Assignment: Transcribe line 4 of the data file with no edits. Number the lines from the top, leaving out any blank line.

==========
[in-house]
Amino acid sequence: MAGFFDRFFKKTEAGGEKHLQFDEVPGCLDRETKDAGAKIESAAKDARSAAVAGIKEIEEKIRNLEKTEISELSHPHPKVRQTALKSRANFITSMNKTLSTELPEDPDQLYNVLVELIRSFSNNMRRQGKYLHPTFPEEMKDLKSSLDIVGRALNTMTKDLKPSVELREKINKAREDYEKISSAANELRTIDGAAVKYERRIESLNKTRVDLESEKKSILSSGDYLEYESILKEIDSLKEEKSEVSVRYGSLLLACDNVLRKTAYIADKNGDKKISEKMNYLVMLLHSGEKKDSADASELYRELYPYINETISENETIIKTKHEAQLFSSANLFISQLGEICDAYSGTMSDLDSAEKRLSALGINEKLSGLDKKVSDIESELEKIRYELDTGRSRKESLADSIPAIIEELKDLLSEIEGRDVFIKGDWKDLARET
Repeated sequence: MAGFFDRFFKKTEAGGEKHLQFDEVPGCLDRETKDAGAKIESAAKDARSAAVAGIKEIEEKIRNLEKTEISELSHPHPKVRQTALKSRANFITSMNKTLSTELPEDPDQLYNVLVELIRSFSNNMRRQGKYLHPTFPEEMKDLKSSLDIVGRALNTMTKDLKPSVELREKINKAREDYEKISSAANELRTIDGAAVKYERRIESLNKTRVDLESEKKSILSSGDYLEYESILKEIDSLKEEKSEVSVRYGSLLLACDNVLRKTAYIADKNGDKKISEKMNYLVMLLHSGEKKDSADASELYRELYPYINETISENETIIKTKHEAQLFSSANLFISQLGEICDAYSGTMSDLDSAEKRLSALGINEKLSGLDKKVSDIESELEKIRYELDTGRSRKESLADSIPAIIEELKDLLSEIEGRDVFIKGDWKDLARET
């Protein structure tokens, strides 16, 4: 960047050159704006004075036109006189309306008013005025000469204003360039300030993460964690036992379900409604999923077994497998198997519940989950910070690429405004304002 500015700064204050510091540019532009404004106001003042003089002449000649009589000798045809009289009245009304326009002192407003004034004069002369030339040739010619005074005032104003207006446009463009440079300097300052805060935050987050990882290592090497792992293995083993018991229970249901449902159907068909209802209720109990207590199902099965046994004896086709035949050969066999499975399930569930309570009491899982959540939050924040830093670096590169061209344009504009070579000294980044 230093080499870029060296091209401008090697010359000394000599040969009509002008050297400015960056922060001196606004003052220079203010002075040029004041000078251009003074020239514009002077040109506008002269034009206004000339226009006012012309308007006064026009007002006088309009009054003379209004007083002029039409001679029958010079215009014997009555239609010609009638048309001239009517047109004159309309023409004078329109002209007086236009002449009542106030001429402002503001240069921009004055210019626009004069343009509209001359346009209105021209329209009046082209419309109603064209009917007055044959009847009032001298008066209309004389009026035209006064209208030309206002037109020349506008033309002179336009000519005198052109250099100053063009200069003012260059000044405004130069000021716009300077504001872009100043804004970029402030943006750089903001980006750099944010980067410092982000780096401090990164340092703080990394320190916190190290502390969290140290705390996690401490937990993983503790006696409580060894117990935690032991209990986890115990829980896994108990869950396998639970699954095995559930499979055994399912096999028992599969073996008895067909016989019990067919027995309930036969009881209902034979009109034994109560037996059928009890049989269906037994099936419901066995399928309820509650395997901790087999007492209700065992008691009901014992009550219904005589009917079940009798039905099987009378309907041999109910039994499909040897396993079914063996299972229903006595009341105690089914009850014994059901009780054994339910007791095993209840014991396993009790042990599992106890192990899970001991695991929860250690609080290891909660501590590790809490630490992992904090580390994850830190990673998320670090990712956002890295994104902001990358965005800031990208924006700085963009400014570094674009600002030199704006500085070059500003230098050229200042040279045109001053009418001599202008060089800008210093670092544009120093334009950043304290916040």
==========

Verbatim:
């Protein structure tokens, strides 16, 4: 960047050159704006004075036109006189309306008013005025000469204003360039300030993460964690036992379900409604999923077994497998198997519940989950910070690429405004304002 500015700064204050510091540019532009404004106001003042003089002449000649009589000798045809009289009245009304326009002192407003004034004069002369030339040739010619005074005032104003207006446009463009440079300097300052805060935050987050990882290592090497792992293995083993018991229970249901449902159907068909209802209720109990207590199902099965046994004896086709035949050969066999499975399930569930309570009491899982959540939050924040830093670096590169061209344009504009070579000294980044 230093080499870029060296091209401008090697010359000394000599040969009509002008050297400015960056922060001196606004003052220079203010002075040029004041000078251009003074020239514009002077040109506008002269034009206004000339226009006012012309308007006064026009007002006088309009009054003379209004007083002029039409001679029958010079215009014997009555239609010609009638048309001239009517047109004159309309023409004078329109002209007086236009002449009542106030001429402002503001240069921009004055210019626009004069343009509209001359346009209105021209329209009046082209419309109603064209009917007055044959009847009032001298008066209309004389009026035209006064209208030309206002037109020349506008033309002179336009000519005198052109250099100053063009200069003012260059000044405004130069000021716009300077504001872009100043804004970029402030943006750089903001980006750099944010980067410092982000780096401090990164340092703080990394320190916190190290502390969290140290705390996690401490937990993983503790006696409580060894117990935690032991209990986890115990829980896994108990869950396998639970699954095995559930499979055994399912096999028992599969073996008895067909016989019990067919027995309930036969009881209902034979009109034994109560037996059928009890049989269906037994099936419901066995399928309820509650395997901790087999007492209700065992008691009901014992009550219904005589009917079940009798039905099987009378309907041999109910039994499909040897396993079914063996299972229903006595009341105690089914009850014994059901009780054994339910007791095993209840014991396993009790042990599992106890192990899970001991695991929860250690609080290891909660501590590790809490630490992992904090580390994850830190990673998320670090990712956002890295994104902001990358965005800031990208924006700085963009400014570094674009600002030199704006500085070059500003230098050229200042040279045109001053009418001599202008060089800008210093670092544009120093334009950043304290916040």